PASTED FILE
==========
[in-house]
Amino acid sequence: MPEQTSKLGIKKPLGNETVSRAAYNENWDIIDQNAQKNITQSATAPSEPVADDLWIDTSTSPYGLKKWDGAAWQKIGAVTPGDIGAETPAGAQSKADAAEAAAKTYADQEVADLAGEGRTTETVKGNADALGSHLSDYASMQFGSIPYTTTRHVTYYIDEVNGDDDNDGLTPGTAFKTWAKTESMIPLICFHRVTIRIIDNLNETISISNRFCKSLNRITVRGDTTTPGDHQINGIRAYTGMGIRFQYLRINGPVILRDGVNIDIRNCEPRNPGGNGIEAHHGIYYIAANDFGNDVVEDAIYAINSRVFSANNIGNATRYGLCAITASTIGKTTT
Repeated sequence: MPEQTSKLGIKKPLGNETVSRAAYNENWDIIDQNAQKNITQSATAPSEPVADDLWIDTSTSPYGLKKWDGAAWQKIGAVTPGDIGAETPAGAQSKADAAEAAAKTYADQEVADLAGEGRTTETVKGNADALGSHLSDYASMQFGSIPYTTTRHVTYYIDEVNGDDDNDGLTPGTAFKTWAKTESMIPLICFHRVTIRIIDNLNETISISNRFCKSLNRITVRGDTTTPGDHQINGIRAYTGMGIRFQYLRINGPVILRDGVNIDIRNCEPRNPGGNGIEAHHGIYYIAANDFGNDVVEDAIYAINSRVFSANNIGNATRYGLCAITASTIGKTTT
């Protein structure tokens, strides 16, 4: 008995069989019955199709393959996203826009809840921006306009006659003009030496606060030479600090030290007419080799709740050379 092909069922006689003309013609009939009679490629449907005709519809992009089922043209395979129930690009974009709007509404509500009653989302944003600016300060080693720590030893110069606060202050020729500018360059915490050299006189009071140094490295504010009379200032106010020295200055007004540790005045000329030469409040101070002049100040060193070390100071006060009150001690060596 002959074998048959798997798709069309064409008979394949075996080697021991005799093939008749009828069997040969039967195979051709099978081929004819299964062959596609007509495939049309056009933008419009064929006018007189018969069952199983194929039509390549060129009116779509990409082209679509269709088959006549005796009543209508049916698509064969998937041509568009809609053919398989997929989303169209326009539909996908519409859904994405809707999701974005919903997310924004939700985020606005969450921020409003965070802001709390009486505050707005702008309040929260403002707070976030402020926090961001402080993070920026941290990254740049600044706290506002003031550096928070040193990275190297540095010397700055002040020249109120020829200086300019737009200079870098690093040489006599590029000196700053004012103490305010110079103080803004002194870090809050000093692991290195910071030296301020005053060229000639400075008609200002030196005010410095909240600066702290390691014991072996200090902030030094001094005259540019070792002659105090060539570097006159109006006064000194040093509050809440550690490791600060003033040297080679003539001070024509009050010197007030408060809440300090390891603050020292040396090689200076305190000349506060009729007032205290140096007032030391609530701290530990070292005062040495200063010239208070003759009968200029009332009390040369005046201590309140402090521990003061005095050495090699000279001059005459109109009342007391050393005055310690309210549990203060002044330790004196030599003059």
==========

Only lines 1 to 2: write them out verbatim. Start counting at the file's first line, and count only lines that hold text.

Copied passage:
[in-house]
Amino acid sequence: MPEQTSKLGIKKPLGNETVSRAAYNENWDIIDQNAQKNITQSATAPSEPVADDLWIDTSTSPYGLKKWDGAAWQKIGAVTPGDIGAETPAGAQSKADAAEAAAKTYADQEVADLAGEGRTTETVKGNADALGSHLSDYASMQFGSIPYTTTRHVTYYIDEVNGDDDNDGLTPGTAFKTWAKTESMIPLICFHRVTIRIIDNLNETISISNRFCKSLNRITVRGDTTTPGDHQINGIRAYTGMGIRFQYLRINGPVILRDGVNIDIRNCEPRNPGGNGIEAHHGIYYIAANDFGNDVVEDAIYAINSRVFSANNIGNATRYGLCAITASTIGKTTT